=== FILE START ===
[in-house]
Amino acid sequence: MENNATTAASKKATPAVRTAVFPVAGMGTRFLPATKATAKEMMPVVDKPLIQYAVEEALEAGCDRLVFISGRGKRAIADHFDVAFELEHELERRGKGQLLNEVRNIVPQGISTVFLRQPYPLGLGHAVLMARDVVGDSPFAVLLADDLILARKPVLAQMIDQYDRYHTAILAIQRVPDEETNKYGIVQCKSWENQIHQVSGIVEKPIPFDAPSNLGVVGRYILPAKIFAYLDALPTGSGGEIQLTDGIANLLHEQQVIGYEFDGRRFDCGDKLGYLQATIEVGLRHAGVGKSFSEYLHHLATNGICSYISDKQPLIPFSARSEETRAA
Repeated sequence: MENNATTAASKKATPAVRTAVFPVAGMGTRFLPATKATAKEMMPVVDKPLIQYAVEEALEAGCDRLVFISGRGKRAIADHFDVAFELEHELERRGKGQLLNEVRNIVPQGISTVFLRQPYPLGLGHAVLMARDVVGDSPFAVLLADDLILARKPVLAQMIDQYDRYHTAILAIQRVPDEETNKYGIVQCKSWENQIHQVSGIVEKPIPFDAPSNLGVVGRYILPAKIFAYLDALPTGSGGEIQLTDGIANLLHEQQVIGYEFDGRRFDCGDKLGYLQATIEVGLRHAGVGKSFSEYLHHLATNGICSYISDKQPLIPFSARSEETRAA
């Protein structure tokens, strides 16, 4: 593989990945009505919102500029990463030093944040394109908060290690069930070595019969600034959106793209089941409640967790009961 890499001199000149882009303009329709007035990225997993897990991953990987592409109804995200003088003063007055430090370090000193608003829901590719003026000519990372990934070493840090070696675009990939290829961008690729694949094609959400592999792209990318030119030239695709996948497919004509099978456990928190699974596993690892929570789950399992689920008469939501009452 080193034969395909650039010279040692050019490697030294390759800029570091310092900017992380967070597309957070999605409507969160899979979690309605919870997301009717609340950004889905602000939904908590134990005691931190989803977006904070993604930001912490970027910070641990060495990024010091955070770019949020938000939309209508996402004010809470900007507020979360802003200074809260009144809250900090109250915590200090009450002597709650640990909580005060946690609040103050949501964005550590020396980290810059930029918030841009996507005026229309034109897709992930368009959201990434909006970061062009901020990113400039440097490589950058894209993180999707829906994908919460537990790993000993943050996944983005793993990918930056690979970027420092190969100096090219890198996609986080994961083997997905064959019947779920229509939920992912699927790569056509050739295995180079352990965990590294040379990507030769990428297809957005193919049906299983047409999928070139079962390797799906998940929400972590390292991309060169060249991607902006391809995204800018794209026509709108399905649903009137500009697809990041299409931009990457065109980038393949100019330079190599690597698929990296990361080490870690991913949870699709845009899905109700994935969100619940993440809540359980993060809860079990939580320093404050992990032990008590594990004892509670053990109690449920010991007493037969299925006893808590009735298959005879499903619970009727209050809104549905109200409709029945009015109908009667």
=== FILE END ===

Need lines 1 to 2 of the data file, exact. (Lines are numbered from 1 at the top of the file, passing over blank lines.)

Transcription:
[in-house]
Amino acid sequence: MENNATTAASKKATPAVRTAVFPVAGMGTRFLPATKATAKEMMPVVDKPLIQYAVEEALEAGCDRLVFISGRGKRAIADHFDVAFELEHELERRGKGQLLNEVRNIVPQGISTVFLRQPYPLGLGHAVLMARDVVGDSPFAVLLADDLILARKPVLAQMIDQYDRYHTAILAIQRVPDEETNKYGIVQCKSWENQIHQVSGIVEKPIPFDAPSNLGVVGRYILPAKIFAYLDALPTGSGGEIQLTDGIANLLHEQQVIGYEFDGRRFDCGDKLGYLQATIEVGLRHAGVGKSFSEYLHHLATNGICSYISDKQPLIPFSARSEETRAA